Another Internet Draft impacting this document has been written by Another Internet Draft impacting this document has been written by
Sven Van den Bosch, Maarten Buchli, and Danny Goderis (all Alcatel). Sven Van den Bosch, Maarten Buchli, and Danny Goderis (all Alcatel).
These people contributed also new text. These people contributed also new text.
Thanks also to Kwok Ho Chan (Nortel) for text changes. And finally Thanks also to Kwok Ho Chan (Nortel) for text changes. And finally
thanks Alison Mankin for the thorough AD review. thanks Alison Mankin for the thorough AD review and thanks to Harald
Tveit Alvestrand and Steve Bellovin for the IESG review comments.
9 Author's Addresses 9 Author's Addresses
Marcus Brunner (Editor) Marcus Brunner (Editor)
NEC Europe Ltd. NEC Europe Ltd.
Network Laboratories Network Laboratories
Kurfuersten-Anlage 36 Kurfuersten-Anlage 36
D-69115 Heidelberg D-69115 Heidelberg
Germany Germany
E-Mail: brunner@ccrle.nec.de E-Mail: brunner@ccrle.nec.de
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1) Keeping the QoS guarantees negotiated implies that the end- 1) Keeping the QoS guarantees negotiated implies that the end-
point(s) of communication are changed without changing the s. point(s) of communication are changed without changing the s.
2) The trigger of the session move might be the user or any other 2) The trigger of the session move might be the user or any other
party involved in the session. party involved in the session.
10.6 QoS reservation/negotiation from access to core network 10.6 QoS reservation/negotiation from access to core network
The scenario includes the signaling between access networks and core The scenario includes the signaling between access networks and core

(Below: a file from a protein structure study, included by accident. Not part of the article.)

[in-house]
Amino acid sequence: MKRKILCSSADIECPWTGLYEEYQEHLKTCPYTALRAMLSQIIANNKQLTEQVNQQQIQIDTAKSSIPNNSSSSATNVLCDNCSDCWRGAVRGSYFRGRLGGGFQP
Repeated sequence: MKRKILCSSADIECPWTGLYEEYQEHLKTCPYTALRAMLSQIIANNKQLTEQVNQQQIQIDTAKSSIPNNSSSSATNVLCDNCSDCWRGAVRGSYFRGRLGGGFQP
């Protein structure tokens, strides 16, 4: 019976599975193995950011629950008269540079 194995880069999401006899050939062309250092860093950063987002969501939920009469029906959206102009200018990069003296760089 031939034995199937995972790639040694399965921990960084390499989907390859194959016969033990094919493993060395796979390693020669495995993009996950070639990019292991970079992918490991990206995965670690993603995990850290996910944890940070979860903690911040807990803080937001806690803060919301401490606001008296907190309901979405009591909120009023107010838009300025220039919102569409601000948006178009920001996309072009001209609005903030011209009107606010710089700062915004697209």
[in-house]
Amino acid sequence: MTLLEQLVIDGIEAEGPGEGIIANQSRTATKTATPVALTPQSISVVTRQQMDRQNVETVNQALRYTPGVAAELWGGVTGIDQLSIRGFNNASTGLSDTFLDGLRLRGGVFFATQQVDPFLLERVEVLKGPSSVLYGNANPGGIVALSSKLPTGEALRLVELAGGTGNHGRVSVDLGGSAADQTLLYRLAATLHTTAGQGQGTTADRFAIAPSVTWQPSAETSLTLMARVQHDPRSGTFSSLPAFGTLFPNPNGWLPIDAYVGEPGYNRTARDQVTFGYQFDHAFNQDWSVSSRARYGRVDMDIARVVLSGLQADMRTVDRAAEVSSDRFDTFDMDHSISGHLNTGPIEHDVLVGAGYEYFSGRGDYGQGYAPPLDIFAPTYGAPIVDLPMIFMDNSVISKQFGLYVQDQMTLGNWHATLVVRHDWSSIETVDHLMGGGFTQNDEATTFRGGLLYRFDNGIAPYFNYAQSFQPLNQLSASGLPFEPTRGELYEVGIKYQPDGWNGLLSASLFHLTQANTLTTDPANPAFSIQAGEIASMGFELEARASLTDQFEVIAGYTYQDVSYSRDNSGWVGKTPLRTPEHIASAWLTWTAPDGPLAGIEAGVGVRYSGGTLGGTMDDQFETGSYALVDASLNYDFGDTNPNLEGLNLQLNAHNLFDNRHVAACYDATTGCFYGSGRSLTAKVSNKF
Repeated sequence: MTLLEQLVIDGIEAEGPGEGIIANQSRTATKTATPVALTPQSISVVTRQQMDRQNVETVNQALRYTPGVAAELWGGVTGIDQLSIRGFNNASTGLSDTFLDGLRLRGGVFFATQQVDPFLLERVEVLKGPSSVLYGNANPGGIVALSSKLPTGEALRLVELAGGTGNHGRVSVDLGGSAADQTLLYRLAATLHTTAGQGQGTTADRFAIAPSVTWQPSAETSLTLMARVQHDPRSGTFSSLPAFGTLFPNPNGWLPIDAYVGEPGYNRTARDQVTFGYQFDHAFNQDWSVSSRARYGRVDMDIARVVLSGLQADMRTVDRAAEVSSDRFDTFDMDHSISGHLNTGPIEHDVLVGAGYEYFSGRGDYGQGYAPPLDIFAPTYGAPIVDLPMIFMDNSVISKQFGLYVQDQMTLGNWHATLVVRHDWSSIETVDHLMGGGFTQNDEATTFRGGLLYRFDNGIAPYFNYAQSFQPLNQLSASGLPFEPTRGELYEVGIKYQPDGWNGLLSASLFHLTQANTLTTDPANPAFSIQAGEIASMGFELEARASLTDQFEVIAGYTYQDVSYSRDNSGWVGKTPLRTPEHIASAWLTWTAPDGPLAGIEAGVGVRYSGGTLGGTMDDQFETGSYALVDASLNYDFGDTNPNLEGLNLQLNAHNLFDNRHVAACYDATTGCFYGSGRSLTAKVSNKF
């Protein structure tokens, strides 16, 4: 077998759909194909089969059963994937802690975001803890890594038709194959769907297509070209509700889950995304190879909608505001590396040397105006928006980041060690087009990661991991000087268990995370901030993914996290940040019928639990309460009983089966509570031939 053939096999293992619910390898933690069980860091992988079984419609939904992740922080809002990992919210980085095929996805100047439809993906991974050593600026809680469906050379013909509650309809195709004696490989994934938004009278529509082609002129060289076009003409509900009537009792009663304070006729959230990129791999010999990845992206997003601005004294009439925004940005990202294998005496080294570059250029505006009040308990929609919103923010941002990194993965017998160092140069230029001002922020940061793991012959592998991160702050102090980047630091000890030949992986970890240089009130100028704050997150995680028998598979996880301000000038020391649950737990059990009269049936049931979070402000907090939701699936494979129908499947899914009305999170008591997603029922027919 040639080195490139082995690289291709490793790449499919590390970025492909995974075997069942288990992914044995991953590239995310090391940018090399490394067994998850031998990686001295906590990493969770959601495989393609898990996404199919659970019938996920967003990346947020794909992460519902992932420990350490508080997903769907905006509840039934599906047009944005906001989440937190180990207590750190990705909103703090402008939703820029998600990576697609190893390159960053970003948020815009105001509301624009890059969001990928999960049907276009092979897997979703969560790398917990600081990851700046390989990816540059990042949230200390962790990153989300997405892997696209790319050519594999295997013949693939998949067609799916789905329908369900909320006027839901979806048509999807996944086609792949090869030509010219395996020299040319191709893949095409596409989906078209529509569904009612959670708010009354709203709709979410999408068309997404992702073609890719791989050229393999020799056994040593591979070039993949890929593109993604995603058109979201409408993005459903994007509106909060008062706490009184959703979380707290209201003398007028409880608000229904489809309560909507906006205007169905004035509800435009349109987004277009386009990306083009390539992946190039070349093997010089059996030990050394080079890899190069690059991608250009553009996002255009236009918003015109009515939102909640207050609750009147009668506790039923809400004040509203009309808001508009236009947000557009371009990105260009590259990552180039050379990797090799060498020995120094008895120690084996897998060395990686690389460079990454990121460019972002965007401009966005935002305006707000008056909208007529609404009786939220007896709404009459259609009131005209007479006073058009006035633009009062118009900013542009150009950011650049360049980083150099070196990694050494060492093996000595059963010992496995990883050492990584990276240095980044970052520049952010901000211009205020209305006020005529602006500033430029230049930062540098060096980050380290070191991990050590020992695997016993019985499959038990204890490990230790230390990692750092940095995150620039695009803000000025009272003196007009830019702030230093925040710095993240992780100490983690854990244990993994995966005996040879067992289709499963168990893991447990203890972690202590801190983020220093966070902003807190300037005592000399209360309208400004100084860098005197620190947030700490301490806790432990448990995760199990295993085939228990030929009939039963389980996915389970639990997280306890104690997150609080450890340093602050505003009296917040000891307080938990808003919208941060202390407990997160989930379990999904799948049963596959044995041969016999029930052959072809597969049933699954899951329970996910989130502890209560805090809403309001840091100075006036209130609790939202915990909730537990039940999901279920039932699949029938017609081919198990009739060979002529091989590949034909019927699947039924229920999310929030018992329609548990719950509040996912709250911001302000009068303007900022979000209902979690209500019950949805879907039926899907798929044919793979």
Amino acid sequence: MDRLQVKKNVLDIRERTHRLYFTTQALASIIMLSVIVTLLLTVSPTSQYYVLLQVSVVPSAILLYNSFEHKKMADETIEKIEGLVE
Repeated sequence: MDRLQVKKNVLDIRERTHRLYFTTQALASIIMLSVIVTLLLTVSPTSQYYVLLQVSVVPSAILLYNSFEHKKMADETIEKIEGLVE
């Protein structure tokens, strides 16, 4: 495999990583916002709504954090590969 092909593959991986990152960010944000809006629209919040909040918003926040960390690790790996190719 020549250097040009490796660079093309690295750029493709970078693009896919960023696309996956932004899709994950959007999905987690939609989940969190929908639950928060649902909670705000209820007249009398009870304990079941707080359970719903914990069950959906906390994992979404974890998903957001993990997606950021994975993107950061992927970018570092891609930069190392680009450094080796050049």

networks in order to setup and change s together with potential networks in order to setup and change reservations together with
negotiation. potential negotiation.
The issues to be solved in this scenario are different from previous The issues to be solved in this scenario are different from previous
ones. ones.
1) The entity of reservation is most likely an aggregate. 1) The entity of reservation is most likely an aggregate.
2) The time scales of s might be different (long living s of 2) The time scales of s might be different (long living s of
aggregates, less often re-negotiation). aggregates, less often re-negotiation).
3) The specification of the traffic (amount of traffic), a 3) The specification of the traffic (amount of traffic), a
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required on the PE router. required on the PE router.
In the case of per site signaling, a site would need to be In the case of per site signaling, a site would need to be
identified. This may be accomplished by specifying the network identified. This may be accomplished by specifying the network
serviced at that site through an IP prefix. In this case, the serviced at that site through an IP prefix. In this case, the
admission control function is performed on the aggregate to the PE admission control function is performed on the aggregate to the PE
router connected to the site in question. router connected to the site in question.
Full Copyright Statement Full Copyright Statement
Copyright (C) The Internet Society (2002). All Rights Reserved. Copyright (C) The Internet Society (2003). All Rights Reserved.
This document and translations of it may be copied and furnished to This document and translations of it may be copied and furnished to
others, and derivative works that comment on or otherwise explain it others, and derivative works that comment on or otherwise explain it
or assist in its implementation may be prepared, copied, published or assist in its implementation may be prepared, copied, published
and distributed, in whole or in part, without restriction of any and distributed, in whole or in part, without restriction of any
kind, provided that the above copyright notice and this paragraph are kind, provided that the above copyright notice and this paragraph are
included on all such copies and derivative works. However, this included on all such copies and derivative works. However, this
document itself may not be modified in any way, such as by removing document itself may not be modified in any way, such as by removing
the copyright notice or references to the Internet Society or other the copyright notice or references to the Internet Society or other
Internet organizations, except as needed for the purpose of Internet organizations, except as needed for the purpose of